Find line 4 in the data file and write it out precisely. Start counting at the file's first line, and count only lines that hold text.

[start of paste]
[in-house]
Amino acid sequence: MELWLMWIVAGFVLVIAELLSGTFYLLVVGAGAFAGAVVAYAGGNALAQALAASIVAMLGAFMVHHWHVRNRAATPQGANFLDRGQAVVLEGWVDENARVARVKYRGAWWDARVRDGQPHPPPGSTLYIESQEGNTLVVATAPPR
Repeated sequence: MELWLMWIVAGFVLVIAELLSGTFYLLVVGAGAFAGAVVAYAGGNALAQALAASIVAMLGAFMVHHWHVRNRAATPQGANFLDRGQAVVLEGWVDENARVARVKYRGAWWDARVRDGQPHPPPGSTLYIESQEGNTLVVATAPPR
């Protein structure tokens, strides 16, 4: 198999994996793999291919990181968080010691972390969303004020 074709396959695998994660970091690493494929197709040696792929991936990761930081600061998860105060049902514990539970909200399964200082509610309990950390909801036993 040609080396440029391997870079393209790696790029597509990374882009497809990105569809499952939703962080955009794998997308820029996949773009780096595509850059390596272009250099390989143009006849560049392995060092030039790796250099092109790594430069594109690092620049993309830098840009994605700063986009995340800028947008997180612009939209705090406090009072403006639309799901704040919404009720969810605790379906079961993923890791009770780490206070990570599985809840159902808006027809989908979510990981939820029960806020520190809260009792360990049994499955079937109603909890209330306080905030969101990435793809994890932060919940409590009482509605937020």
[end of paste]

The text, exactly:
């Protein structure tokens, strides 16, 4: 198999994996793999291919990181968080010691972390969303004020 074709396959695998994660970091690493494929197709040696792929991936990761930081600061998860105060049902514990539970909200399964200082509610309990950390909801036993 040609080396440029391997870079393209790696790029597509990374882009497809990105569809499952939703962080955009794998997308820029996949773009780096595509850059390596272009250099390989143009006849560049392995060092030039790796250099092109790594430069594109690092620049993309830098840009994605700063986009995340800028947008997180612009939209705090406090009072403006639309799901704040919404009720969810605790379906079961993923890791009770780490206070990570599985809840159902808006027809989908979510990981939820029960806020520190809260009792360990049994499955079937109603909890209330306080905030969101990435793809994890932060919940409590009482509605937020």